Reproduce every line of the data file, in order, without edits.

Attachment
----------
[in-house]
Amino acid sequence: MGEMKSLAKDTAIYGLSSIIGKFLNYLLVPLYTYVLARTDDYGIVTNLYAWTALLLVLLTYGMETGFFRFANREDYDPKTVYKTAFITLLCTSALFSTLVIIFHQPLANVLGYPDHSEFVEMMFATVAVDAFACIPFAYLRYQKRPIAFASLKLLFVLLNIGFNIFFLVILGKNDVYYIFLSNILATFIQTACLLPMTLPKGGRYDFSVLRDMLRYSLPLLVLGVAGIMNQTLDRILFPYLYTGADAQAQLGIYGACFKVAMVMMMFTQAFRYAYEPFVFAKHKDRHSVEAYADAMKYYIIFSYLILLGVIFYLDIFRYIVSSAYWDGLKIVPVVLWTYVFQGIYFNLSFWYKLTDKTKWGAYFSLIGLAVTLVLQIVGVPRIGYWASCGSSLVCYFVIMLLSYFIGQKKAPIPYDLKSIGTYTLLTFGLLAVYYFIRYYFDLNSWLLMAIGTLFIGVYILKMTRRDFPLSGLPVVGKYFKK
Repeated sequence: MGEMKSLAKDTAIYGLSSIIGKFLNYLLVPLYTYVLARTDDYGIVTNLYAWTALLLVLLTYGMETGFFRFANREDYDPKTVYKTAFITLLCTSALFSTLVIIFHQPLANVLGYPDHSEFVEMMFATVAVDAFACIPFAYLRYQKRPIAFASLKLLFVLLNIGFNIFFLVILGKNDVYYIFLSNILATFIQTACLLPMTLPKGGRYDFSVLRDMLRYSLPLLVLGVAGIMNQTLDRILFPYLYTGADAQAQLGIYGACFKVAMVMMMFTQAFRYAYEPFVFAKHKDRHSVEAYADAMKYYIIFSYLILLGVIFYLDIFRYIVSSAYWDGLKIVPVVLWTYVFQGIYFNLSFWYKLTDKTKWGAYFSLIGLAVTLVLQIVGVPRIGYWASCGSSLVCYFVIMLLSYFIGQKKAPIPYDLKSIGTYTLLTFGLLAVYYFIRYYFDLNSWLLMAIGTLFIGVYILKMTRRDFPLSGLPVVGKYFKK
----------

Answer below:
[in-house]
Amino acid sequence: MGEMKSLAKDTAIYGLSSIIGKFLNYLLVPLYTYVLARTDDYGIVTNLYAWTALLLVLLTYGMETGFFRFANREDYDPKTVYKTAFITLLCTSALFSTLVIIFHQPLANVLGYPDHSEFVEMMFATVAVDAFACIPFAYLRYQKRPIAFASLKLLFVLLNIGFNIFFLVILGKNDVYYIFLSNILATFIQTACLLPMTLPKGGRYDFSVLRDMLRYSLPLLVLGVAGIMNQTLDRILFPYLYTGADAQAQLGIYGACFKVAMVMMMFTQAFRYAYEPFVFAKHKDRHSVEAYADAMKYYIIFSYLILLGVIFYLDIFRYIVSSAYWDGLKIVPVVLWTYVFQGIYFNLSFWYKLTDKTKWGAYFSLIGLAVTLVLQIVGVPRIGYWASCGSSLVCYFVIMLLSYFIGQKKAPIPYDLKSIGTYTLLTFGLLAVYYFIRYYFDLNSWLLMAIGTLFIGVYILKMTRRDFPLSGLPVVGKYFKK
Repeated sequence: MGEMKSLAKDTAIYGLSSIIGKFLNYLLVPLYTYVLARTDDYGIVTNLYAWTALLLVLLTYGMETGFFRFANREDYDPKTVYKTAFITLLCTSALFSTLVIIFHQPLANVLGYPDHSEFVEMMFATVAVDAFACIPFAYLRYQKRPIAFASLKLLFVLLNIGFNIFFLVILGKNDVYYIFLSNILATFIQTACLLPMTLPKGGRYDFSVLRDMLRYSLPLLVLGVAGIMNQTLDRILFPYLYTGADAQAQLGIYGACFKVAMVMMMFTQAFRYAYEPFVFAKHKDRHSVEAYADAMKYYIIFSYLILLGVIFYLDIFRYIVSSAYWDGLKIVPVVLWTYVFQGIYFNLSFWYKLTDKTKWGAYFSLIGLAVTLVLQIVGVPRIGYWASCGSSLVCYFVIMLLSYFIGQKKAPIPYDLKSIGTYTLLTFGLLAVYYFIRYYFDLNSWLLMAIGTLFIGVYILKMTRRDFPLSGLPVVGKYFKK